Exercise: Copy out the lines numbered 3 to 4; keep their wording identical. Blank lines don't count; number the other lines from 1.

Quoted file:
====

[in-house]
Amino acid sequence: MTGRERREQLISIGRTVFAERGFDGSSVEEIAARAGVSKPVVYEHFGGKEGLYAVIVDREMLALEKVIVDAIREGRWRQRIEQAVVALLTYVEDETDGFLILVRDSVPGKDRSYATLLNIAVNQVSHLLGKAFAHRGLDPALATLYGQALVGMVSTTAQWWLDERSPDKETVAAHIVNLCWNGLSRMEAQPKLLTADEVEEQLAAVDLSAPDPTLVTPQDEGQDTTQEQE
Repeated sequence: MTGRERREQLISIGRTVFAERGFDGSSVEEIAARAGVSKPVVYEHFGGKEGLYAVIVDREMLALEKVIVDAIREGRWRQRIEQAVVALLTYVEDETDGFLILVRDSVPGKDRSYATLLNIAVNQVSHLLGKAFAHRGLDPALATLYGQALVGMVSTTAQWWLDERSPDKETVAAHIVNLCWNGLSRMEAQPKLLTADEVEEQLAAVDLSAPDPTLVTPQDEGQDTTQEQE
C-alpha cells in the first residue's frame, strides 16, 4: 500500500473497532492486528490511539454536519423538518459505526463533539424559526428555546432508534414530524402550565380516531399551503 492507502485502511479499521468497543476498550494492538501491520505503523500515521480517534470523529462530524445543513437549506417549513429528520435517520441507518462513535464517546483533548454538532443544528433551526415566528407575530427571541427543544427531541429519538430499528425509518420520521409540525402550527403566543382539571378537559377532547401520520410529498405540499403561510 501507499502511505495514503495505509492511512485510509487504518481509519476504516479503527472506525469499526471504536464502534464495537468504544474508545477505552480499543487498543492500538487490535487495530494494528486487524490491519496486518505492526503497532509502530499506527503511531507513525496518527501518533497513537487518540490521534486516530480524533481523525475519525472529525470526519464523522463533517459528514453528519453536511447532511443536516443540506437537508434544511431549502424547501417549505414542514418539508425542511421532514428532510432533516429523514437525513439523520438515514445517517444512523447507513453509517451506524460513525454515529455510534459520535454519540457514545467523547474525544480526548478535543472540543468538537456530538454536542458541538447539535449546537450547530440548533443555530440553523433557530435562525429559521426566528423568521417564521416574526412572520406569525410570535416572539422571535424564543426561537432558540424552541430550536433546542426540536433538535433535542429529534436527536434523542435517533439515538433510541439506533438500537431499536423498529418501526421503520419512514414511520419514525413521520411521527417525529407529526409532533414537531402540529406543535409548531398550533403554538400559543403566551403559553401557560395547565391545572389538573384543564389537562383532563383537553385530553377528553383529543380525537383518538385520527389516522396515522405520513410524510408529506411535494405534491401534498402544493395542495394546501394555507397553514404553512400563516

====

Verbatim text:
Repeated sequence: MTGRERREQLISIGRTVFAERGFDGSSVEEIAARAGVSKPVVYEHFGGKEGLYAVIVDREMLALEKVIVDAIREGRWRQRIEQAVVALLTYVEDETDGFLILVRDSVPGKDRSYATLLNIAVNQVSHLLGKAFAHRGLDPALATLYGQALVGMVSTTAQWWLDERSPDKETVAAHIVNLCWNGLSRMEAQPKLLTADEVEEQLAAVDLSAPDPTLVTPQDEGQDTTQEQE
C-alpha cells in the first residue's frame, strides 16, 4: 500500500473497532492486528490511539454536519423538518459505526463533539424559526428555546432508534414530524402550565380516531399551503 492507502485502511479499521468497543476498550494492538501491520505503523500515521480517534470523529462530524445543513437549506417549513429528520435517520441507518462513535464517546483533548454538532443544528433551526415566528407575530427571541427543544427531541429519538430499528425509518420520521409540525402550527403566543382539571378537559377532547401520520410529498405540499403561510 501507499502511505495514503495505509492511512485510509487504518481509519476504516479503527472506525469499526471504536464502534464495537468504544474508545477505552480499543487498543492500538487490535487495530494494528486487524490491519496486518505492526503497532509502530499506527503511531507513525496518527501518533497513537487518540490521534486516530480524533481523525475519525472529525470526519464523522463533517459528514453528519453536511447532511443536516443540506437537508434544511431549502424547501417549505414542514418539508425542511421532514428532510432533516429523514437525513439523520438515514445517517444512523447507513453509517451506524460513525454515529455510534459520535454519540457514545467523547474525544480526548478535543472540543468538537456530538454536542458541538447539535449546537450547530440548533443555530440553523433557530435562525429559521426566528423568521417564521416574526412572520406569525410570535416572539422571535424564543426561537432558540424552541430550536433546542426540536433538535433535542429529534436527536434523542435517533439515538433510541439506533438500537431499536423498529418501526421503520419512514414511520419514525413521520411521527417525529407529526409532533414537531402540529406543535409548531398550533403554538400559543403566551403559553401557560395547565391545572389538573384543564389537562383532563383537553385530553377528553383529543380525537383518538385520527389516522396515522405520513410524510408529506411535494405534491401534498402544493395542495394546501394555507397553514404553512400563516